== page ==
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Othello's Island 2015

at the Severis Foundation • Nicosia • Cyprus


Speaker: Dr Patrick Madigan (Heythrop College, University of London)

Title: "Expressive Individualism, the Cult of the Artist as Genius, and Milton’s Lucifer"




In literary and cultural studies discussion of the cult of the artist has often centred on the growth of ideas of genius in the late eighteenth and early nineteenth centuries, and the subsequent universalisation and democratisation of this concept into what the Canadian philosopher Charles Taylor has called 'Expressive Individualism’.

Arguably expressive individualism has become the dominant mode of life in our time, particularly in the West. However, through a textual and philosophical analysis of John Milton’s Paradise Lost, I want to trace the idea back one step further to the period of the Renaissance. At the centre of this investigation we see Milton present Lucifer as the fallen angel who rejects not only Jesus as the highest creature, but God the Father as father. Lucifer makes the ultimate statement of expressive individualism: 'I know none before me; I am self-begot’.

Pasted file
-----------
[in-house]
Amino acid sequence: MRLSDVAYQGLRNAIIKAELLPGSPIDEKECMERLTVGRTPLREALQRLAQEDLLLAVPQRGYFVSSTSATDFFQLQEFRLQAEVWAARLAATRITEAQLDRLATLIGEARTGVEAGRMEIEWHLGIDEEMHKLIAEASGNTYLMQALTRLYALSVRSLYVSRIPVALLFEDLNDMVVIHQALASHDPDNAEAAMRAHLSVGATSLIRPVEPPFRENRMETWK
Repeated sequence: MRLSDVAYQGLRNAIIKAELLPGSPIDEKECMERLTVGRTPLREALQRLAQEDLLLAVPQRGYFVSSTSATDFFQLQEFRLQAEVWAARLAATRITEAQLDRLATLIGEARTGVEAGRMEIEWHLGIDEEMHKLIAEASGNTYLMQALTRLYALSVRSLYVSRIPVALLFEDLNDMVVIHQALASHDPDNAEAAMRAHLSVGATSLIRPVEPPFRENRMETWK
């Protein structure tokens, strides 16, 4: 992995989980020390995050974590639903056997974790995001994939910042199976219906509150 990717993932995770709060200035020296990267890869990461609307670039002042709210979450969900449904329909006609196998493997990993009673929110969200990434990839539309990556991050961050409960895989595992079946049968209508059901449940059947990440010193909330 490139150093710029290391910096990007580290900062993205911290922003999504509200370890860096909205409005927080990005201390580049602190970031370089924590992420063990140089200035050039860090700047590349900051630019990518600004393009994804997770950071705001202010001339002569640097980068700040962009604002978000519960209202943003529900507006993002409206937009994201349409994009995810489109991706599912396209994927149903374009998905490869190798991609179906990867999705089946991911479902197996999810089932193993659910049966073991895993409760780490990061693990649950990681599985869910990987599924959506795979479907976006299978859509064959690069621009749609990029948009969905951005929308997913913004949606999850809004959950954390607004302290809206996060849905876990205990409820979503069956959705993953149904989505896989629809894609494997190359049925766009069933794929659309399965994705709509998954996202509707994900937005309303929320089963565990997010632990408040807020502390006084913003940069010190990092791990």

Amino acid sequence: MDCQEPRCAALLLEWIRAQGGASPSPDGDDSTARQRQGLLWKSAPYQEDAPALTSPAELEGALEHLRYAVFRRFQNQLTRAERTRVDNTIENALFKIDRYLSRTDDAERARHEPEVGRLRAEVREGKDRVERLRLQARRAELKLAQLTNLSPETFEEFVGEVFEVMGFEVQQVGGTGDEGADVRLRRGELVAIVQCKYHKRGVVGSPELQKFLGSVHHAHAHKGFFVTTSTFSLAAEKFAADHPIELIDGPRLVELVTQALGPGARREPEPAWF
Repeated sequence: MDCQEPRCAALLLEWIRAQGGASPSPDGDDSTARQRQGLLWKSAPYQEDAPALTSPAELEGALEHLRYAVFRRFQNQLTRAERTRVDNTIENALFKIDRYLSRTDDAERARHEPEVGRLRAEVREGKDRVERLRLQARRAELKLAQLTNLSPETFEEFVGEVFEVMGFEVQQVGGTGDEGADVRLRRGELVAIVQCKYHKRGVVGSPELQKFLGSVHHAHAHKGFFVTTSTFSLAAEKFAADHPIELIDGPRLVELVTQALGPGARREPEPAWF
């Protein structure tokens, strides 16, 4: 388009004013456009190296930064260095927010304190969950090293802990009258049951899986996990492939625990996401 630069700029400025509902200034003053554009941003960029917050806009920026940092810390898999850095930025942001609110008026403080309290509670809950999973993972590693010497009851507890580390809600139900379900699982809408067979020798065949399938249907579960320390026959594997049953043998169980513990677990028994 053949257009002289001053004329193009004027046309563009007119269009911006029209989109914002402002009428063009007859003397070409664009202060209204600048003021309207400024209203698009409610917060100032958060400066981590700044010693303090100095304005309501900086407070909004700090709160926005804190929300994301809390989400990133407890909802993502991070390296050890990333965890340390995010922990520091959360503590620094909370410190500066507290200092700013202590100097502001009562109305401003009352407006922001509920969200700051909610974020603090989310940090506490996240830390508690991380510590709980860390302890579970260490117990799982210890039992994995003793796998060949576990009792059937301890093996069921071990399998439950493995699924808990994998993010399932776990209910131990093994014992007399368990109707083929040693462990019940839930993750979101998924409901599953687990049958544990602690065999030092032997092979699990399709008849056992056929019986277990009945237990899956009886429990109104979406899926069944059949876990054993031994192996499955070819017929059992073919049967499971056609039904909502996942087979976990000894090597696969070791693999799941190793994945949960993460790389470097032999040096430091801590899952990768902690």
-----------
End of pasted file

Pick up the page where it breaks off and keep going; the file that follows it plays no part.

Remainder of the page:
Although rooted in the literary and artistic Renaissance, and given impetus by later Romanticism and ‘romantic Modernism’, the concept of expressive individualism is very much a dominant ethic for our time. But, bringing our exploration of the Renaissance origin of this idea up to date, we might also want to question whether it is not a potentially toxic model which sets up something essentially diabolic as the archetype for human fulfilment.




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